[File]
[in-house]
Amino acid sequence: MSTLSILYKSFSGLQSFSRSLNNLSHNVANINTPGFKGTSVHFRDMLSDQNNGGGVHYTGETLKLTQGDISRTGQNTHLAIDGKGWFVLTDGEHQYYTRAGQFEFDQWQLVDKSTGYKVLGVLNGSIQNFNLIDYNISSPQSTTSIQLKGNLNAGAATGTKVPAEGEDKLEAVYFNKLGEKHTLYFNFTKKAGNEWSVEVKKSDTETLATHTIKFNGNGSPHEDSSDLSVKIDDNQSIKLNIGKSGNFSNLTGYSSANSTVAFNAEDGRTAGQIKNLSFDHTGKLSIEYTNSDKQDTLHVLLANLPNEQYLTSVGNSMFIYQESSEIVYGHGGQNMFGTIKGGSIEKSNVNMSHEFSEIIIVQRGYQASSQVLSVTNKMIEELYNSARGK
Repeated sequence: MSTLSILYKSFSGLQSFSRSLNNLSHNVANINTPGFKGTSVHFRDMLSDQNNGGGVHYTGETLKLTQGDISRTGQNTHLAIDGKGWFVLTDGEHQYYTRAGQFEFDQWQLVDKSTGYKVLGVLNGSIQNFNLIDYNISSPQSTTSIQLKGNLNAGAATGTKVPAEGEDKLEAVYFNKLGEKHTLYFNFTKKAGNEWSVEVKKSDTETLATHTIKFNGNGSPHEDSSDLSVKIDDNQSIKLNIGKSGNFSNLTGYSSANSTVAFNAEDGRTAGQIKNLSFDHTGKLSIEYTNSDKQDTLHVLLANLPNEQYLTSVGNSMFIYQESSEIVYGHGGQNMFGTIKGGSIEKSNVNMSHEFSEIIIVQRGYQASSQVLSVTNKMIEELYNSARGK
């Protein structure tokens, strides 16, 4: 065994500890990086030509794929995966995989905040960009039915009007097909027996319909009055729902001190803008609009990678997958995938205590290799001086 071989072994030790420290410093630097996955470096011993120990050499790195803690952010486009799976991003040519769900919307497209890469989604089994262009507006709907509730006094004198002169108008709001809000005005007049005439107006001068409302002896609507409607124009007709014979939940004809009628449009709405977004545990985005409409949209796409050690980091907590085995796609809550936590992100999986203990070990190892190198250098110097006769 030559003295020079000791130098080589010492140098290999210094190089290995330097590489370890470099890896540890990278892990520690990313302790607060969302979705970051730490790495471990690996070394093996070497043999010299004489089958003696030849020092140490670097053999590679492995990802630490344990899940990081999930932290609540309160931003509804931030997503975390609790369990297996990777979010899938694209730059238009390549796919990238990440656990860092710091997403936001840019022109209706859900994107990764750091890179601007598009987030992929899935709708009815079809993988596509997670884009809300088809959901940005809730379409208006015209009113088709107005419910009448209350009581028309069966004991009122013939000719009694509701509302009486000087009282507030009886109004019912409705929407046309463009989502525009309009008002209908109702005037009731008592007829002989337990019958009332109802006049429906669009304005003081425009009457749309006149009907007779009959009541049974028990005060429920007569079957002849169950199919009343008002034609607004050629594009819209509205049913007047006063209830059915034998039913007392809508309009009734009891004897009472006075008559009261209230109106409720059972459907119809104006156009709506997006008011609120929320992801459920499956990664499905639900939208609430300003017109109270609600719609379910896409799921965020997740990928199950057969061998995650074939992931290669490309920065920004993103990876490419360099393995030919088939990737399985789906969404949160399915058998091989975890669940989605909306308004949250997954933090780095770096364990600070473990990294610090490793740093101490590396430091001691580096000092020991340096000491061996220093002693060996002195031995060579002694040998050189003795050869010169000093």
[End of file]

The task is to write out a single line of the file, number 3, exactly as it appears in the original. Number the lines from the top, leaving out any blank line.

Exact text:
Repeated sequence: MSTLSILYKSFSGLQSFSRSLNNLSHNVANINTPGFKGTSVHFRDMLSDQNNGGGVHYTGETLKLTQGDISRTGQNTHLAIDGKGWFVLTDGEHQYYTRAGQFEFDQWQLVDKSTGYKVLGVLNGSIQNFNLIDYNISSPQSTTSIQLKGNLNAGAATGTKVPAEGEDKLEAVYFNKLGEKHTLYFNFTKKAGNEWSVEVKKSDTETLATHTIKFNGNGSPHEDSSDLSVKIDDNQSIKLNIGKSGNFSNLTGYSSANSTVAFNAEDGRTAGQIKNLSFDHTGKLSIEYTNSDKQDTLHVLLANLPNEQYLTSVGNSMFIYQESSEIVYGHGGQNMFGTIKGGSIEKSNVNMSHEFSEIIIVQRGYQASSQVLSVTNKMIEELYNSARGK